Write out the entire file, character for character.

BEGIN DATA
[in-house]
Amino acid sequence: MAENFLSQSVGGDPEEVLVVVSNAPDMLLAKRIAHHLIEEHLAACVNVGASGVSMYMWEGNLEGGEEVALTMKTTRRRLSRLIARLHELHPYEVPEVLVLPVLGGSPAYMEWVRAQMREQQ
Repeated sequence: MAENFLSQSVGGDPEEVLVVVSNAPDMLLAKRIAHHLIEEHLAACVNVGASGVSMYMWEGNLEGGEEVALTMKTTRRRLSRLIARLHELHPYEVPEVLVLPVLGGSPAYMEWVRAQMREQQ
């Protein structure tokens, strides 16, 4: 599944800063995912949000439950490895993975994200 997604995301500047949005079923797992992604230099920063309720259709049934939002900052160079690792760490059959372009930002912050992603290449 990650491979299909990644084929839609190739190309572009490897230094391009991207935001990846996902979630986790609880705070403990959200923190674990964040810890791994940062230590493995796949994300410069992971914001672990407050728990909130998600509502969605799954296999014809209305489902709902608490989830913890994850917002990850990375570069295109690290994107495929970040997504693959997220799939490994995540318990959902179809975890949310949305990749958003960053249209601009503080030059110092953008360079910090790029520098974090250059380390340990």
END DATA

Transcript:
[in-house]
Amino acid sequence: MAENFLSQSVGGDPEEVLVVVSNAPDMLLAKRIAHHLIEEHLAACVNVGASGVSMYMWEGNLEGGEEVALTMKTTRRRLSRLIARLHELHPYEVPEVLVLPVLGGSPAYMEWVRAQMREQQ
Repeated sequence: MAENFLSQSVGGDPEEVLVVVSNAPDMLLAKRIAHHLIEEHLAACVNVGASGVSMYMWEGNLEGGEEVALTMKTTRRRLSRLIARLHELHPYEVPEVLVLPVLGGSPAYMEWVRAQMREQQ
């Protein structure tokens, strides 16, 4: 599944800063995912949000439950490895993975994200 997604995301500047949005079923797992992604230099920063309720259709049934939002900052160079690792760490059959372009930002912050992603290449 990650491979299909990644084929839609190739190309572009490897230094391009991207935001990846996902979630986790609880705070403990959200923190674990964040810890791994940062230590493995796949994300410069992971914001672990407050728990909130998600509502969605799954296999014809209305489902709902608490989830913890994850917002990850990375570069295109690290994107495929970040997504693959997220799939490994995540318990959902179809975890949310949305990749958003960053249209601009503080030059110092953008360079910090790029520098974090250059380390340990």